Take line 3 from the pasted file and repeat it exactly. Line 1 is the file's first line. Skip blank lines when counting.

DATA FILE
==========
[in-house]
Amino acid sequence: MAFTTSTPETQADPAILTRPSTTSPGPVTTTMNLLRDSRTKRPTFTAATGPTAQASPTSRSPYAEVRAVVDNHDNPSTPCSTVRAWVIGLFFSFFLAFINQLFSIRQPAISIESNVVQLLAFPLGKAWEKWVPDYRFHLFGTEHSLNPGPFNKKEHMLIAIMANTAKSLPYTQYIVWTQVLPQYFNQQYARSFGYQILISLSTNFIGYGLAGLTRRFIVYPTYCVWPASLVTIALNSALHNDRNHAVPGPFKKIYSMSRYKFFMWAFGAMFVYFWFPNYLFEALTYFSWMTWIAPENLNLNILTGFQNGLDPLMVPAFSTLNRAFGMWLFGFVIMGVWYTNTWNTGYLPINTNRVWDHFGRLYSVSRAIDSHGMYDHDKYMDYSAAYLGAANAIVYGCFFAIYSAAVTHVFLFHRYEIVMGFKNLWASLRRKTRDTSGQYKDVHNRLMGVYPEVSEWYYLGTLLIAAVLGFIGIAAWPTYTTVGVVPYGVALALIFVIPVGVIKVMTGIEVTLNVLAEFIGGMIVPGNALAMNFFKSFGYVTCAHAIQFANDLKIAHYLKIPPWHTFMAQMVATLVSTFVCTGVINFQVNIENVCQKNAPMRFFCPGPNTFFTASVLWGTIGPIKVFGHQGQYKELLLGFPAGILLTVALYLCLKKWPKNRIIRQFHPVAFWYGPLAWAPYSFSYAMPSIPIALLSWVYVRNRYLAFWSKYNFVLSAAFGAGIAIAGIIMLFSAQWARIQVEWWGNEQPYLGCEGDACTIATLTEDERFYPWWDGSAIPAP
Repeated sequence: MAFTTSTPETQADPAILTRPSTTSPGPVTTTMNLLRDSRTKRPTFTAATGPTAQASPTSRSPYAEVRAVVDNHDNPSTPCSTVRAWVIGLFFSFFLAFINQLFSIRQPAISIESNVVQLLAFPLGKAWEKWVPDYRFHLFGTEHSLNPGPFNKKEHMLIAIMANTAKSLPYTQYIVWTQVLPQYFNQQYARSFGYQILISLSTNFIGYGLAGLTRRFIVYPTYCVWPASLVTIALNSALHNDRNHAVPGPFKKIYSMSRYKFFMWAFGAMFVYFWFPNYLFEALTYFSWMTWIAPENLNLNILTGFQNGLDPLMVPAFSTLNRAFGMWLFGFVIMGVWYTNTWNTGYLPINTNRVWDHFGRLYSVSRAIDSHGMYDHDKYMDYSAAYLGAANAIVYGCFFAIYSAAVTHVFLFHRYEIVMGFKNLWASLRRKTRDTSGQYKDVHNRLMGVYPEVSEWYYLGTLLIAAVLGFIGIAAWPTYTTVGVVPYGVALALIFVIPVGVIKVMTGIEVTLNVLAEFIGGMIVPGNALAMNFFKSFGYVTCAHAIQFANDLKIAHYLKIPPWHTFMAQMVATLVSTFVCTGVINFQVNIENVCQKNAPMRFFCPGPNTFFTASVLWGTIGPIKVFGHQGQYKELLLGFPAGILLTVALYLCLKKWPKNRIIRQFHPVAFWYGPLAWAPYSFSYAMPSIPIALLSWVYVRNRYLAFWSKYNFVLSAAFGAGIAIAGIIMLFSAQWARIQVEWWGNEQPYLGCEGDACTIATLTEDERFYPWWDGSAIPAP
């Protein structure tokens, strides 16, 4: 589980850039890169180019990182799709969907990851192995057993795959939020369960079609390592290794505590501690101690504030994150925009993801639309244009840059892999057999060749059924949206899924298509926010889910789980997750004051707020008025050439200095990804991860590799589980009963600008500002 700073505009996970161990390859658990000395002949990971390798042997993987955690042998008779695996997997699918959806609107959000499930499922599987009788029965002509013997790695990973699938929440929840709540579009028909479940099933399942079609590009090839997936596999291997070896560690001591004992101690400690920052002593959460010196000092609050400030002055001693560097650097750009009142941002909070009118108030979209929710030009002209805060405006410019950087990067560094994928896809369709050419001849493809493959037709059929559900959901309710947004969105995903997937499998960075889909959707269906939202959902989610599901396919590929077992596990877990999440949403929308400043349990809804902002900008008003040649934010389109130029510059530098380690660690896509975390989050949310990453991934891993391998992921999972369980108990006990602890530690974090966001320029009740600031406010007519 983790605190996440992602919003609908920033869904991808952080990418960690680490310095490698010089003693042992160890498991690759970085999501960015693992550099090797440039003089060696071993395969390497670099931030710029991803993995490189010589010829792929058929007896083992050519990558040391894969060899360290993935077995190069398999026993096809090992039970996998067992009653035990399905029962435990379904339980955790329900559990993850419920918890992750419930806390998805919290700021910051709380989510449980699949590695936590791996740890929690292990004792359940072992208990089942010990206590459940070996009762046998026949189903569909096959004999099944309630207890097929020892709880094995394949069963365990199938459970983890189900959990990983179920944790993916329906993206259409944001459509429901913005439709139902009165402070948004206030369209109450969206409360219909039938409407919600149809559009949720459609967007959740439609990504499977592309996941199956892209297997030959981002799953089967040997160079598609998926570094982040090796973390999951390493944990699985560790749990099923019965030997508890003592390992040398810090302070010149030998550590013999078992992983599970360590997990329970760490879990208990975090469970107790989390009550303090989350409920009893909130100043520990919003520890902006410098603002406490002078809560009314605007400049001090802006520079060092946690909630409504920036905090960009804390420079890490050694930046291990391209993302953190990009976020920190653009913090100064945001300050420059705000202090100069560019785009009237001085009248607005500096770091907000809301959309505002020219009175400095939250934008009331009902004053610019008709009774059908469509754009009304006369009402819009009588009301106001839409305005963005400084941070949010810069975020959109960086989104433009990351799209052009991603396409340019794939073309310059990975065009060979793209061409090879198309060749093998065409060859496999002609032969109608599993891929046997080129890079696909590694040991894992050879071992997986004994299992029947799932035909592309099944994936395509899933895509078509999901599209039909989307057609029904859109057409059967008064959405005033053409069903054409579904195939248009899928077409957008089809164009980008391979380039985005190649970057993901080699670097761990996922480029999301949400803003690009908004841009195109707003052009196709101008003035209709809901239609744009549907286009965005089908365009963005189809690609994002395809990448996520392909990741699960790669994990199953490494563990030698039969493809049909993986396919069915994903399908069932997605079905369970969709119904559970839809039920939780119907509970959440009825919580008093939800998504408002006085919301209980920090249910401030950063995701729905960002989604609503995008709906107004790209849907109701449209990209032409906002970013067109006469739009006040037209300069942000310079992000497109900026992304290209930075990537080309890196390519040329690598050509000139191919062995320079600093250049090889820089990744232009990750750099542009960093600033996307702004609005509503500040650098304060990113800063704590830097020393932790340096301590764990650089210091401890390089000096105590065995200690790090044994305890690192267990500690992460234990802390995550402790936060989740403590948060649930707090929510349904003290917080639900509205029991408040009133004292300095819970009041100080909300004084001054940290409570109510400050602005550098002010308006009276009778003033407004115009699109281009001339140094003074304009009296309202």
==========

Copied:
Repeated sequence: MAFTTSTPETQADPAILTRPSTTSPGPVTTTMNLLRDSRTKRPTFTAATGPTAQASPTSRSPYAEVRAVVDNHDNPSTPCSTVRAWVIGLFFSFFLAFINQLFSIRQPAISIESNVVQLLAFPLGKAWEKWVPDYRFHLFGTEHSLNPGPFNKKEHMLIAIMANTAKSLPYTQYIVWTQVLPQYFNQQYARSFGYQILISLSTNFIGYGLAGLTRRFIVYPTYCVWPASLVTIALNSALHNDRNHAVPGPFKKIYSMSRYKFFMWAFGAMFVYFWFPNYLFEALTYFSWMTWIAPENLNLNILTGFQNGLDPLMVPAFSTLNRAFGMWLFGFVIMGVWYTNTWNTGYLPINTNRVWDHFGRLYSVSRAIDSHGMYDHDKYMDYSAAYLGAANAIVYGCFFAIYSAAVTHVFLFHRYEIVMGFKNLWASLRRKTRDTSGQYKDVHNRLMGVYPEVSEWYYLGTLLIAAVLGFIGIAAWPTYTTVGVVPYGVALALIFVIPVGVIKVMTGIEVTLNVLAEFIGGMIVPGNALAMNFFKSFGYVTCAHAIQFANDLKIAHYLKIPPWHTFMAQMVATLVSTFVCTGVINFQVNIENVCQKNAPMRFFCPGPNTFFTASVLWGTIGPIKVFGHQGQYKELLLGFPAGILLTVALYLCLKKWPKNRIIRQFHPVAFWYGPLAWAPYSFSYAMPSIPIALLSWVYVRNRYLAFWSKYNFVLSAAFGAGIAIAGIIMLFSAQWARIQVEWWGNEQPYLGCEGDACTIATLTEDERFYPWWDGSAIPAP